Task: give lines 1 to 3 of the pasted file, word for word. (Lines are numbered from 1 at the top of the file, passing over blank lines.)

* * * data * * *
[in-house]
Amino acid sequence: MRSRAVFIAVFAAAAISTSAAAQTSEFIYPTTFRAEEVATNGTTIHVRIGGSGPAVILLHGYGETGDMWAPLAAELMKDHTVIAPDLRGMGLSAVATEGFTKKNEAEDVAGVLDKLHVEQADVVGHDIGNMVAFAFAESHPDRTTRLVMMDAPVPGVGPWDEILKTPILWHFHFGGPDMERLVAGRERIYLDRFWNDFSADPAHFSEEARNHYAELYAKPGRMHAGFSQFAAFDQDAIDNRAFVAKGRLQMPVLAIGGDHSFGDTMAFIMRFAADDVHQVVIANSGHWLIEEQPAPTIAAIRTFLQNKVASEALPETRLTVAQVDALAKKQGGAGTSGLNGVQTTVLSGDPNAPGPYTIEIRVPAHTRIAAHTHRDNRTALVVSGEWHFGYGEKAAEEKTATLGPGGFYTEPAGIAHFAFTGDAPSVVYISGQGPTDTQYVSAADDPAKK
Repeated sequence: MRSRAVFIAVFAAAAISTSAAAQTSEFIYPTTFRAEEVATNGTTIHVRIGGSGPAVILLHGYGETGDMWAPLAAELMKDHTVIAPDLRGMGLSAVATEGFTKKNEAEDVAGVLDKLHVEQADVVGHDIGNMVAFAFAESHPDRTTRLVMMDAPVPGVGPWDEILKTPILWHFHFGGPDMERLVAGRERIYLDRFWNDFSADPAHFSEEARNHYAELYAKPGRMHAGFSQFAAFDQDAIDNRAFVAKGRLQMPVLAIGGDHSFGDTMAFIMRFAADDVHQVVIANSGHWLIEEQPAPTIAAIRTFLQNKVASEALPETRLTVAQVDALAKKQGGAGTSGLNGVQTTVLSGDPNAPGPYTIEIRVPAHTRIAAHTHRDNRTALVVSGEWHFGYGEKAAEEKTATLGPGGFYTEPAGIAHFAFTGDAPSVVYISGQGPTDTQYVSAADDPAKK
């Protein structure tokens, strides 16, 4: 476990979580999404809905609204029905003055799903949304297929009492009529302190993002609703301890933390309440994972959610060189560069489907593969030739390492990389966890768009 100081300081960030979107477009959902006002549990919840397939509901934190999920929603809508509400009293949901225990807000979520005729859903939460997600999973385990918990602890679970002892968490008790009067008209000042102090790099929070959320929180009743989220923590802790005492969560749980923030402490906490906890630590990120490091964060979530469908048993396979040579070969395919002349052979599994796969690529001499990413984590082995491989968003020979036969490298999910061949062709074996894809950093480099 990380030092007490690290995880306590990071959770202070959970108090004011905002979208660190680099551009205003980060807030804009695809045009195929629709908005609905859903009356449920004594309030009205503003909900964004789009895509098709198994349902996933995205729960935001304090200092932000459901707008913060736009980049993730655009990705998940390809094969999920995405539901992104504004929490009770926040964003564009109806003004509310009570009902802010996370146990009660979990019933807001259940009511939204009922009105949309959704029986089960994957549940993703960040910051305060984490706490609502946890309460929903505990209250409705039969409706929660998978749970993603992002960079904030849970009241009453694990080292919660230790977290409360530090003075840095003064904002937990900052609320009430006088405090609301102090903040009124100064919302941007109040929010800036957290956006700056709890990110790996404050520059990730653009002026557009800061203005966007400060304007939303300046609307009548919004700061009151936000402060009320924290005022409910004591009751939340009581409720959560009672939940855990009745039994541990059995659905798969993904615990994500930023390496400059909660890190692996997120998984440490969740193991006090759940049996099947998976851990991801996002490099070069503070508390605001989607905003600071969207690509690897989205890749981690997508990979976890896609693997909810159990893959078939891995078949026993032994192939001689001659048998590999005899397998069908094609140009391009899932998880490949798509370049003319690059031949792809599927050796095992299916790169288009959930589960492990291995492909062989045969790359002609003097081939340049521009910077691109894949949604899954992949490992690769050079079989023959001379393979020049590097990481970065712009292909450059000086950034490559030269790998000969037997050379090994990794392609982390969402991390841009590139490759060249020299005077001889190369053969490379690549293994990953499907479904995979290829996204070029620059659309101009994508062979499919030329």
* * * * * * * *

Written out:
[in-house]
Amino acid sequence: MRSRAVFIAVFAAAAISTSAAAQTSEFIYPTTFRAEEVATNGTTIHVRIGGSGPAVILLHGYGETGDMWAPLAAELMKDHTVIAPDLRGMGLSAVATEGFTKKNEAEDVAGVLDKLHVEQADVVGHDIGNMVAFAFAESHPDRTTRLVMMDAPVPGVGPWDEILKTPILWHFHFGGPDMERLVAGRERIYLDRFWNDFSADPAHFSEEARNHYAELYAKPGRMHAGFSQFAAFDQDAIDNRAFVAKGRLQMPVLAIGGDHSFGDTMAFIMRFAADDVHQVVIANSGHWLIEEQPAPTIAAIRTFLQNKVASEALPETRLTVAQVDALAKKQGGAGTSGLNGVQTTVLSGDPNAPGPYTIEIRVPAHTRIAAHTHRDNRTALVVSGEWHFGYGEKAAEEKTATLGPGGFYTEPAGIAHFAFTGDAPSVVYISGQGPTDTQYVSAADDPAKK
Repeated sequence: MRSRAVFIAVFAAAAISTSAAAQTSEFIYPTTFRAEEVATNGTTIHVRIGGSGPAVILLHGYGETGDMWAPLAAELMKDHTVIAPDLRGMGLSAVATEGFTKKNEAEDVAGVLDKLHVEQADVVGHDIGNMVAFAFAESHPDRTTRLVMMDAPVPGVGPWDEILKTPILWHFHFGGPDMERLVAGRERIYLDRFWNDFSADPAHFSEEARNHYAELYAKPGRMHAGFSQFAAFDQDAIDNRAFVAKGRLQMPVLAIGGDHSFGDTMAFIMRFAADDVHQVVIANSGHWLIEEQPAPTIAAIRTFLQNKVASEALPETRLTVAQVDALAKKQGGAGTSGLNGVQTTVLSGDPNAPGPYTIEIRVPAHTRIAAHTHRDNRTALVVSGEWHFGYGEKAAEEKTATLGPGGFYTEPAGIAHFAFTGDAPSVVYISGQGPTDTQYVSAADDPAKK